I close my eyes. I open them. There is no difference between each darkness. Aunt had turned off the light when she left.
My wrists are sore. I had attempted escaping from the ropes that tied me to the chair for a while, but to no avail. I truly was stuck down here.
Alone with my fear; forced to think about what I had done only a day or two ago. This seclusion makes it feel like longer.
Stuck to see only darkness.
And hear only the silence.
And horrible, piercing screams.
And the occasional loud noise that I do not recognize.
It is cold here, but I sweat nonetheless. Each drip tickles uncomfortably as it rolls down my neck. I shiver.
If I stay in this place any longer, I will go insane. But, what else can I do? There must be something I haven't tried; but a feeling in my gut tells me that there is no escaping this place.
I am very hungry, and very thirsty, and I need to relieve myself pretty badly, but I plan to wait it out as long as I can.
I must be dead. Never have I seen a light so bright in my life. So sudden and glorious is the brightness, but it sears my brain and makes me want to cry out despite the fact that my throat is still burning from dryness. Apparently, death does nothing for hydration. I squeeze my eyes shut. Orange light replaces white. It is no less painful.
"Is this you?"
I feel hot air brush my face. I blink. Purple tadpoles swim across the face of Aunt. She waves something at me. I cannot see what it is. I groan.
She backs away, holding it still. I blink several times, silently wishing I could rub my eyes.
It is a hastily folded newspaper. Dingy colors fill the image on the first page. Tragedy at St. Opal's, it says.
I glance back at Aunt. Her eyebrows are scrunched together. Her finger taps at the article.
I scan it. The words don't make sense to me, but I know what they are about.
A collapsed building. Three orphans dead. Five injured. One missing. A tragic accident, it says. It is wrong. It was murder.
Aunt drops the arm holding the newspaper to her side. "I'll take that as a 'yes'. You'd be the missing one." She pauses. "Unless you and your employers staged this."
I grunt. "You can believe whichever you wish."
"Look, kiddo. If you can prove that this is you," she jabs the paper with her finger, "then you're name is cleared. I wouldn't much like to keep a sneaky little runaway orphan in my house forever."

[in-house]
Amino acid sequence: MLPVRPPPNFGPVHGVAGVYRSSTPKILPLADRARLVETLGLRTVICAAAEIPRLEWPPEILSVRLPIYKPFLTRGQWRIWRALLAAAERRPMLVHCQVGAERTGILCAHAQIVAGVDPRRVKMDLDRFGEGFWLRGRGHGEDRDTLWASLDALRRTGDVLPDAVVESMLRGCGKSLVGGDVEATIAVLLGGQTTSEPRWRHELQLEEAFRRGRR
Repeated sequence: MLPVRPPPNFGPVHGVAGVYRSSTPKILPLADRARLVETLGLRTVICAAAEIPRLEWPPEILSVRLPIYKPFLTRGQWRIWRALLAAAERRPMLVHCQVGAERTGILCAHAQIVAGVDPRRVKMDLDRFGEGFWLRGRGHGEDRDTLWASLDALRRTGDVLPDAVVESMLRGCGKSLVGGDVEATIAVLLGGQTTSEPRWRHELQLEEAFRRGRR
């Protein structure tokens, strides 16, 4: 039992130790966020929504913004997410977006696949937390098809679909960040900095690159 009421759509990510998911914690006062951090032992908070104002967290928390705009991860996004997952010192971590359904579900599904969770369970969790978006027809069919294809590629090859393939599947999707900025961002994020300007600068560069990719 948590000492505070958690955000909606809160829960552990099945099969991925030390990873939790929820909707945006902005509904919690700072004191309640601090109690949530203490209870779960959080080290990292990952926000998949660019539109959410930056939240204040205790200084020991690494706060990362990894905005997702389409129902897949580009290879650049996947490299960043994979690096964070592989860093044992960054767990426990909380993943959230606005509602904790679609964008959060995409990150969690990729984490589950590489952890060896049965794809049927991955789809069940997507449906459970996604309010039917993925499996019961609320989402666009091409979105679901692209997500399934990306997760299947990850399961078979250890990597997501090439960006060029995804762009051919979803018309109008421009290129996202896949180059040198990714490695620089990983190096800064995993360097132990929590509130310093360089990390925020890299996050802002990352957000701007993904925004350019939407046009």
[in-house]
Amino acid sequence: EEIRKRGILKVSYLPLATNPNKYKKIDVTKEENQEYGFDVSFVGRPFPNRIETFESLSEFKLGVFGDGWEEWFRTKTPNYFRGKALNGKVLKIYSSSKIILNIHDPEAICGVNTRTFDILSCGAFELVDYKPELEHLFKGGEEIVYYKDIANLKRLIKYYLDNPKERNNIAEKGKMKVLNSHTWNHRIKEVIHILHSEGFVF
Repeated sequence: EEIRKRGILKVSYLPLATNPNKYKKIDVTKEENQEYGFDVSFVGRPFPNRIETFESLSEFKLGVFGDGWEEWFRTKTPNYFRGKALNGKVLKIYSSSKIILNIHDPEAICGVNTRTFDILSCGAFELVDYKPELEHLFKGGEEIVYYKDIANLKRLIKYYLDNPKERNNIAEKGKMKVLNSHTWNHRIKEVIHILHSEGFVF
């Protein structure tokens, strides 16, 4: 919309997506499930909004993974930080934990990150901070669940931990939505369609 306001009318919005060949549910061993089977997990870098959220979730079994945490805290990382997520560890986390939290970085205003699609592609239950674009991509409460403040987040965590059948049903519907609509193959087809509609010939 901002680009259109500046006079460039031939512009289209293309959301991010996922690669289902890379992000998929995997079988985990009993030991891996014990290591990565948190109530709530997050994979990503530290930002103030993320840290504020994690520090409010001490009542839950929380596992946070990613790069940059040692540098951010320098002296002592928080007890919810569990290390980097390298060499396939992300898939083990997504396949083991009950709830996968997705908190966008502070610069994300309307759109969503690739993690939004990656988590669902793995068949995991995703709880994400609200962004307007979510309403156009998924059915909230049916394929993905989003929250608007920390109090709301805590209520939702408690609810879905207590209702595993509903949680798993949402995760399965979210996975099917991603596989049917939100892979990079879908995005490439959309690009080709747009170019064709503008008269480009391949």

"Does me being an orphan change anything?"
"Of course not," she snaps.
I look down at myself. "How am I supposed to prove it?"
"That's up to you."
The silence that follows is heavy. What am I going to say?
My stomach answers for me. I'd be embarrassed at its growling if it didn't hurt so much.
"I will feed you when you give me an answer."
It's cruel. I am desperate for food. There must be something I can show her. I try to think, thoughts running through my mind just fast enough for me to dismiss them, but anxiety disrupts my focus.
"My shirt!" I say quickly. "The tag in the back!"
Aunt tosses the paper aside and steps around me. Her fingers are warm. She jerks my head down and sweeps my long hair out of the way, peels the wet fabric from my neck. I pray silently that it would still be there.
"Mm. It says something here, but it's awfully faded." She pauses. Please, let her have amazing vision. I realize that I didn't know who I am praying to. "'Property of St. Opal's Home for Misguided Girls'." She chuckles, letting go of my shirt. "Misguided, huh? You'd fit right in with this family." She stands in front of me again. "How do I know you and your accomplices didn't plant that?"
I groan inwardly. There is no way she'll let me go.
"I don't have any accomplices! I'm not working for anybody! I was just running from the collapsed building!"
She looks me in the eye. "Then answer me this: what caused the building to collapse?"
I look at her, frantically trying to come up with a reasonable answer. Her eyes twinkle, and I realize she is trying to mask her expression.
"There was a weak support beam," I say, "all full of rats and cockroaches and stuff. And one of the girls pushed another into it, and it just. . . came down. The ceiling caved in, and the whole building collapsed." Lies, all of it. But there was no way I'd tell her the truth. She wouldn't believe me if I did.
"She nods, frowning. "You pushed that girl, didn't you? And you fled because you knew it was your fault."
I blinked. Did she believe that story? But she was right, I probably gave it away somehow. What happened was entirely my fault. I answer her slowly. "Yes."
"Fear can give the body access to an extreme amount of power and energy. Twenty miles. . ." She turns away from me. "Wait here."
Trust me, I've already tried leaving and it's gotten me nowhere.
She turns off the light, and I am again sitting in darkness.
Tragedy at St. Opal's. It was wrong. It was murder.